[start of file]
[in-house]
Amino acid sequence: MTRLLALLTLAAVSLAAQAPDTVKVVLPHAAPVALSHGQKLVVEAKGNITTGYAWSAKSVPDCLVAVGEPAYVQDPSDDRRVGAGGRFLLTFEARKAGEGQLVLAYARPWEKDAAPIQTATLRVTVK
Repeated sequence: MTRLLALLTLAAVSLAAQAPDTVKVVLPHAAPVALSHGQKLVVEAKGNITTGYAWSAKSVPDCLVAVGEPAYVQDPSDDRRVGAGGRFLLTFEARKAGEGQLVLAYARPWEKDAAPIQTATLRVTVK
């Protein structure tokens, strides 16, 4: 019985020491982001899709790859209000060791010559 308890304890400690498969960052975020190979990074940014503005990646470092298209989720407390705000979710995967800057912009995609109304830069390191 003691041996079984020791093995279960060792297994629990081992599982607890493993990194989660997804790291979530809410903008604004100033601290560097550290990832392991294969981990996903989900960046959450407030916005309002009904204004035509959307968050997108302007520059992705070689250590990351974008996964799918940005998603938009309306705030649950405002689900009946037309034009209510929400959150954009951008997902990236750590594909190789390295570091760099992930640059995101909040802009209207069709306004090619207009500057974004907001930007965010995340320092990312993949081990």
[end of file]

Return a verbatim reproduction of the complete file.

[in-house]
Amino acid sequence: MTRLLALLTLAAVSLAAQAPDTVKVVLPHAAPVALSHGQKLVVEAKGNITTGYAWSAKSVPDCLVAVGEPAYVQDPSDDRRVGAGGRFLLTFEARKAGEGQLVLAYARPWEKDAAPIQTATLRVTVK
Repeated sequence: MTRLLALLTLAAVSLAAQAPDTVKVVLPHAAPVALSHGQKLVVEAKGNITTGYAWSAKSVPDCLVAVGEPAYVQDPSDDRRVGAGGRFLLTFEARKAGEGQLVLAYARPWEKDAAPIQTATLRVTVK
């Protein structure tokens, strides 16, 4: 019985020491982001899709790859209000060791010559 308890304890400690498969960052975020190979990074940014503005990646470092298209989720407390705000979710995967800057912009995609109304830069390191 003691041996079984020791093995279960060792297994629990081992599982607890493993990194989660997804790291979530809410903008604004100033601290560097550290990832392991294969981990996903989900960046959450407030916005309002009904204004035509959307968050997108302007520059992705070689250590990351974008996964799918940005998603938009309306705030649950405002689900009946037309034009209510929400959150954009951008997902990236750590594909190789390295570091760099992930640059995101909040802009209207069709306004090619207009500057974004907001930007965010995340320092990312993949081990």